SANTA FE, N.M. (AP) — State legislators gave a warm welcome Monday to a bill that would change the candidate nomination process to replace U.S. Rep. Deb Haaland as she seeks confirmation as secretary of the Interior Department under President Joe Biden.
Haaland’s confirmation would trigger a seldom-used party nomination process that some people regard as undemocratic. Under current state law, candidates for a special general election would be nominated by a small circle of political activists who sit on central committees for the state Republican and Democratic parties.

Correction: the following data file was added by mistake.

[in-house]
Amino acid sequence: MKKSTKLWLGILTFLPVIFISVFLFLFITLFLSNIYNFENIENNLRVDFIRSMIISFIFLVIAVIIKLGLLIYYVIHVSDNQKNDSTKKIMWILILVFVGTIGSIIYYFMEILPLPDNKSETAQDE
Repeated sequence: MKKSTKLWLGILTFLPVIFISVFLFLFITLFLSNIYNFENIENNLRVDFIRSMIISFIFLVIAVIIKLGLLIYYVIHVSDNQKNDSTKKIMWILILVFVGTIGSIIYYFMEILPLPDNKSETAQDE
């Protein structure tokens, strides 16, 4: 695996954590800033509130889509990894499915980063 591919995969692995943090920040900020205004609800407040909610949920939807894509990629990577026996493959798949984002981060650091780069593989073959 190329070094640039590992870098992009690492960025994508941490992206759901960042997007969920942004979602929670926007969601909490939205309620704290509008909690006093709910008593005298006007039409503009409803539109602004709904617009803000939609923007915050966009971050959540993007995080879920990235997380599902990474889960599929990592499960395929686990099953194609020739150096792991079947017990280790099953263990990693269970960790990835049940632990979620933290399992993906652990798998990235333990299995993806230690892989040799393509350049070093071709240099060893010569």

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A bill from Republican state Sen. Mark Moores of Albuquerque and Democratic state Rep. Daymon Ely of Corrales would change the selection process to a district-wide special primary election, followed by the special general election.
On Monday, a Senate panel on election policy advanced the bill after its first public hearing. Further vetting lies ahead before a possible Senate floor vote. Moores and Ely say that current primary selection process would effectively disenfranchises voters. “This bill gives power to the electorate to choose their candidates and requires candidates to demonstrate voter support versus mere party support,” Moores said in a statement.
The current nomination process also is being challenged in court by a Republican contender for the 1st District seat encompassing Albuquerque. State legislative analysts estimate that the special primary election would double the $3 million cost of the special general election.